It may have been sheer coincidence that Ace dropped I’ll Do Anything: The Doris Troy Anthology 1960-1996 and Jackie DeShannon’s Come and Get Me: The Complete Liberty and Imperial Singles Volume 2 on the same day. But different though these two singers may be, their similarities are striking. Both were pioneering female songwriters, with Troy penning her biggest hit, “Just One Look,” and DeShannon offering up the likes of “When You Walk in the Room” and “Put a Little Love in Your Heart.” Both had great success recording in England and both had a Beatle connection. DeShannon toured with the group while Troy actually was produced by George Harrison while Ringo sat in on drums. And now both are recipients of two of 2011’s most exciting releases.
It’s impossible to believe that Doris Troy’s “I’ll Do Anything (He Wants Me to Do),” the track which gives her anthology its name, wasn’t a smash hit. This remarkable early production by the young Kenny Gamble was written by Gamble, his partner Leon Huff and Doris herself (as Doris Payne, no relation to the jewel thief!). Slated for “Mashed Potato Time” star and Gamble’s future wife Dee Dee Sharp, it was released by Cameo Parkway’s Calla division in the waning days of the label. What a discovery! This pulsating floor-filler has little in common with the smooth soul of Gamble and Huff’s later Philadelphia International days, but you’ll have to fight the urge to keep hitting the “repeat” button nonetheless! After all, “I’ll Do Anything” is only the first song on Ace’s non-chronological disc. It’s hard to resist, though – the track is on fire! Another lost classic from her brief Cameo tenure is “But I Love Him.” Arranged by Neil Sedaka’s frequent collaborator Alan Lorber, this call-and-response plea was cut for Atlantic in 1963 but not released until 1965 on Cameo. Listen a little longer, however, and it’s clear that Troy experimented with a variety of styles, with only her soulful vocals as a constant. The immortal “Just One Look,” released by Atlantic in 1963, is almost an afterthought among all of these gems.
The two earliest tracks on the set are both from 1960, and reflect Troy’s multifaceted voice: the shouting “You Better Mind” and its follow-up, the ballad “What a Wonderful Lover.” In between trying to break in solo, Troy was an in-demand session vocalist often working with the Drinkard Singers, the group that also boasted Dionne Warwick, Dee Dee Warwick and Cissy Houston in its ranks. By 1962, they were the go-to group, recording with top acts like The Drifters and Solomon Burke. As Troy recalled in the liner notes, Dionne was first to leave the group. Doris followed, then Dee Dee, and finally Cissy with The Sweet Inspirations. Dionne Warwick, of course, had her breakthrough on Florence Greenberg’s Scepter label (the story of which is told in the upcoming Broadway musical Baby, It’s You!). On its sister imprint, Wand, Troy provided uncredited vocals on Chuck Jackson’s “Tell Him I’m Not Home,” a prime slice of uptown soul conducted by Tony Bruno and arranged by Steven Garrick. The production has an R&B feel similar to some of Leiber and Stoller and Burt Bacharach’s work with the Drifters, and made such an impression on music biz insiders early in 1963 that it sealed Troy a deal with Atlantic. Collaborations are a major part of I’ll Do Anything. Troy reunited with Jackson in 1964 contributing the responses to the Luther Dixon-produced “Beg Me” (beg him, she did!) and there’s also the brassy “What a Night, Night, Night,” an early track from 1961 by “Jay and Dee" a.k.a. Doris and the otherwise-unknown Jay, described by Doris as “a nice guy, a nice looking guy.” Her arguably most heralded pairing, however, was with George Harrison. Read on, after the jump!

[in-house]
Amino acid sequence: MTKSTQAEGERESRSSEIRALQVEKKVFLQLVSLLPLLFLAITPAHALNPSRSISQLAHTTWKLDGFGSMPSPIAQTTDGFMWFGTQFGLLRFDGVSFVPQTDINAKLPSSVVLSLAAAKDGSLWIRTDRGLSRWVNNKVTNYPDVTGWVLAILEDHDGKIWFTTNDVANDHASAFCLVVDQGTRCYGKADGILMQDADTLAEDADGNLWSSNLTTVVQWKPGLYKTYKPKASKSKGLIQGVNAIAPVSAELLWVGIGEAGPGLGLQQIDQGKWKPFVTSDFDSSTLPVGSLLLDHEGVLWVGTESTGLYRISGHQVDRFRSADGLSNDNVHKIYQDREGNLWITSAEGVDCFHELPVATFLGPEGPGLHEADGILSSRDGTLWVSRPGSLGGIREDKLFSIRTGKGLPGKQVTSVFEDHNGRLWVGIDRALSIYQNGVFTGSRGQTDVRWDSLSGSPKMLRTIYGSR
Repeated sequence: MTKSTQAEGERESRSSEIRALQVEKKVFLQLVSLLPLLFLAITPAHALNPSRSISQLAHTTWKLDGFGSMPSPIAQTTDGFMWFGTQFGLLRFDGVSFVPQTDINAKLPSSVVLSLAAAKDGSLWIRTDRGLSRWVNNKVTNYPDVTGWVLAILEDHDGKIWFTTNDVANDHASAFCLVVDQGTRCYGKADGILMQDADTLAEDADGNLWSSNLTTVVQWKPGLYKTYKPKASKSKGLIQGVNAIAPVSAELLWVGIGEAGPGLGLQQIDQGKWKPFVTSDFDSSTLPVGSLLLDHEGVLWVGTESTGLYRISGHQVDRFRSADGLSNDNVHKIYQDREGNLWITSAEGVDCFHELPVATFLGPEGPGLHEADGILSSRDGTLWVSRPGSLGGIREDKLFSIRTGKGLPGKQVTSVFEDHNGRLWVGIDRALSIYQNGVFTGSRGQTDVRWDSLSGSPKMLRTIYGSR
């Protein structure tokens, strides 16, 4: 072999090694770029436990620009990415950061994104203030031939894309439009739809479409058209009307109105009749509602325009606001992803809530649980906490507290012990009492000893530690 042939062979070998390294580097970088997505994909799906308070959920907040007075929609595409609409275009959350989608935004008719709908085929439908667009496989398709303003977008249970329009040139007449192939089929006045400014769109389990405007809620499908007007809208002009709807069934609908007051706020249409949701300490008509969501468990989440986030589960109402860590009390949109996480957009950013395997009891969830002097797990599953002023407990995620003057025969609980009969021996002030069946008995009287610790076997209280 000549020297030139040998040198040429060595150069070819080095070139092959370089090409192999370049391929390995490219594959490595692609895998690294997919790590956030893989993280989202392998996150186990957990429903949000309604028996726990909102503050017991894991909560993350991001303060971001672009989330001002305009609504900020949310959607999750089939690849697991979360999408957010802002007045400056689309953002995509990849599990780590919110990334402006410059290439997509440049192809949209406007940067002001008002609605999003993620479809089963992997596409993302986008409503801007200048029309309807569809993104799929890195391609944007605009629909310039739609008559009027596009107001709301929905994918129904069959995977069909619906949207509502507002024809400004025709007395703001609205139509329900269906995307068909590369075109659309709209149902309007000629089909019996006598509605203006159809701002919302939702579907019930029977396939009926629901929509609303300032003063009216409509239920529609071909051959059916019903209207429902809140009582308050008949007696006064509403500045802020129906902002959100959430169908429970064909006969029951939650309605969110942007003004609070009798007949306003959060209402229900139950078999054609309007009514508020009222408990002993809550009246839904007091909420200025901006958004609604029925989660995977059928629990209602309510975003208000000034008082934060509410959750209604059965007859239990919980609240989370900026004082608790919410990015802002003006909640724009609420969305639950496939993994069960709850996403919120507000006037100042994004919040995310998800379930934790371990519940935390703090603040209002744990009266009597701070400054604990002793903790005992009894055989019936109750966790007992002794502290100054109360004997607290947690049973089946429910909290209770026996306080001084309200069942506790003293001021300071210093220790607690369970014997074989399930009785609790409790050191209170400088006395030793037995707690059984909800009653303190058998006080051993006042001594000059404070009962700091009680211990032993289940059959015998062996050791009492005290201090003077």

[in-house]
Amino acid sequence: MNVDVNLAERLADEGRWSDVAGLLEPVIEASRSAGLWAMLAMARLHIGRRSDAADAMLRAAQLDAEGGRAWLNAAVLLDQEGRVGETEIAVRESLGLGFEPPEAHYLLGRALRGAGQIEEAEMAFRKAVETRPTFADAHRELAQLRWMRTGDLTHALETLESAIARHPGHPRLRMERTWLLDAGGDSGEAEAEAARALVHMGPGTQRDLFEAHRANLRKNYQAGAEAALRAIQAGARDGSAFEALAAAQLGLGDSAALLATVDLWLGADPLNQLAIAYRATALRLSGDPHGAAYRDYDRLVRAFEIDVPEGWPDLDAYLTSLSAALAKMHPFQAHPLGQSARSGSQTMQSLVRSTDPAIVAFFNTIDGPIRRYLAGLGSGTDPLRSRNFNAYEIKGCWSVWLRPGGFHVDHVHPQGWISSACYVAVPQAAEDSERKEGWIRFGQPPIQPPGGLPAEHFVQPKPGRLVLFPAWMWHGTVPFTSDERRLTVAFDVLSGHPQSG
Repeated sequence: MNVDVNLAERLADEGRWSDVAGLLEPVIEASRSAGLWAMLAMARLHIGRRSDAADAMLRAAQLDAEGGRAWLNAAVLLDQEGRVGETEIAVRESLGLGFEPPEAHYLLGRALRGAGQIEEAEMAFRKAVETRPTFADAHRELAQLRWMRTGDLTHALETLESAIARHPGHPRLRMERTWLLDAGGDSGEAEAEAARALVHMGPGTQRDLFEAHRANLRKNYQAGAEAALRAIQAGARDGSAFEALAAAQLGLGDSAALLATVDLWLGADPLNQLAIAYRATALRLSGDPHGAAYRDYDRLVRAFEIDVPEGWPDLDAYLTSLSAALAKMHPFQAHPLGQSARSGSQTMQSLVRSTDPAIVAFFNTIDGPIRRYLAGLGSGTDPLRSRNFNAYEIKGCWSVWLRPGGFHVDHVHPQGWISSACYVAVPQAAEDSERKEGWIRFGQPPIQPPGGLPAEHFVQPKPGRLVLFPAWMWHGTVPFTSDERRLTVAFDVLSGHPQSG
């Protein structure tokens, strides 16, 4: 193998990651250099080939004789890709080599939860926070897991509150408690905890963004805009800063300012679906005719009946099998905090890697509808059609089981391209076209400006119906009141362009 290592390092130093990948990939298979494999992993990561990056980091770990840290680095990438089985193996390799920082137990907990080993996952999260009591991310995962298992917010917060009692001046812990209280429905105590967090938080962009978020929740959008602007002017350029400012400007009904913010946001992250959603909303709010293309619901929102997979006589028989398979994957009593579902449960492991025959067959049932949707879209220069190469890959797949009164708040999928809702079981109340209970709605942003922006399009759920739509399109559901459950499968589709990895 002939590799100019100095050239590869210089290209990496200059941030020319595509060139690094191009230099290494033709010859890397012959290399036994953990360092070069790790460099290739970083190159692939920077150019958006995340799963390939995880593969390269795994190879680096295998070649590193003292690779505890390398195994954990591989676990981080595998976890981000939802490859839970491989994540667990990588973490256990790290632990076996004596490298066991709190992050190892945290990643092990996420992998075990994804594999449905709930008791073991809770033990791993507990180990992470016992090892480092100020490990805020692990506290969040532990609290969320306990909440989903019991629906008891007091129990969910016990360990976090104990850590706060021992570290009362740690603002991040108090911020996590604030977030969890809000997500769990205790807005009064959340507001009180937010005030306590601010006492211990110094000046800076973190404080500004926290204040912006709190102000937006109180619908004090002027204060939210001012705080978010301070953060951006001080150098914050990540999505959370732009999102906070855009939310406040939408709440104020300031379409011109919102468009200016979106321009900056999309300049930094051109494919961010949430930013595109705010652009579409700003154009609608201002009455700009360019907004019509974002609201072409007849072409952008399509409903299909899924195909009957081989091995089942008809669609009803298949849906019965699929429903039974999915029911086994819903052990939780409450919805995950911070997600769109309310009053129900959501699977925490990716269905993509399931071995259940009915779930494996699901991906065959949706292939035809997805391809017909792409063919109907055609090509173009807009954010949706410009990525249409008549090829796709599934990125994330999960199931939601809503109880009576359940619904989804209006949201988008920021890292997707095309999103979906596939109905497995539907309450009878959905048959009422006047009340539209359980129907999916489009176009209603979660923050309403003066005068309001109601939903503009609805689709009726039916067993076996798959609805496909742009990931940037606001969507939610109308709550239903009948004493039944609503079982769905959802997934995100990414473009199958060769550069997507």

The inclusion of the two funky Harrison-produced Apple tracks are this collection’s coup, as the Beatles-owned label is notorious for its selective licensing. The 1970 single “Ain’t That Cute,” co-written by Troy and Harrison, is included along with album track “You Tore Me Up Inside.” While these songs make for a fine sampler, Troy’s entire Apple album - filled to the brim with soul and grit - is available in a highly recommended expanded edition.
“Can’t Hold On” is an up-tempo, ready-for-disco track produced by John Davis for the Midsong International label in a pronounced Philly soul bag. The liner notes tease us with mention of Troy’s cover of the Eagles’ “Lyin’ Eyes” recorded for the label, as well as an entire shelved LP and a song, “Can’t Hold On” (for which the LP was named) reuniting Troy with Dee Dee Warwick on the background vocals. The most recent performance on I’ll Do Anything is from 1996, but it not-so-accidentally sounds like one of the earliest. James Hunter has made a fine career recording his original compositions in a style owing greatly to the era and style of Sam Cooke, just to name one of his influences, and 1996’s duet “Hear Me Calling” sounds vintage in every respect. Troy, for her part, sounds hardly a day older than on the earliest tracks on this collection. Doris Troy passed away in 2004 at the age of 67, but her soul-deep catalogue practically begs for Volume Two!
“Two” is the number of Jackie DeShannon’s latest release, the second in Ace’s series collecting her entire singles output for Liberty and Imperial. DeShannon was, and is, equally multi-faceted. The 26 tracks, all derived from the original mono singles masters, show her effortless mastery, whether singing in the gut-bucket vein of Ray Charles, rockabilly a la Buddy Holly, folk-rock with The Byrds, or sophisticated supper-club soul with Bacharach and David.
There’s a fun article reprinted in the comprehensive liner notes booklet entitled “Prophetess of Pop – That’s Jackie” from the October 31, 1964 edition of the U.K.’s Disc. In Nigel Hunter’s interview, DeShannon states, “I suppose I’m a writer first and foremost,” and that’s in ample evidence on Come and Get Me. DeShannon penned eleven of the compilation’s twenty-six tracks, and they stand proudly among its best cuts. “Hold Your Head High” and “She Don’t Understand Him Like I Do” were both co-written with the 20-year old Randy Newman, and though their collaborations weren’t great in number, they were in every other way! Both are in the strongly dramatic vein mined by Newman in his early solo compositions (“I Don’t Want to Hear It Anymore,” “I’ve Been Wrong Before”). DeShannon’s vocals perfectly capture the angst-ridden tone of “She Don’t Understand Him,” a real slow burner. Jeannie Seely would take the song to the country charts seven years after its 1964 debut. “Hold Your Head High,” on the other hand, is an exhortation to “Hold your head high/When he passes you by/You know he’s your guy/So hold your head up high” to a girl clearly in distress, set to a martial backing.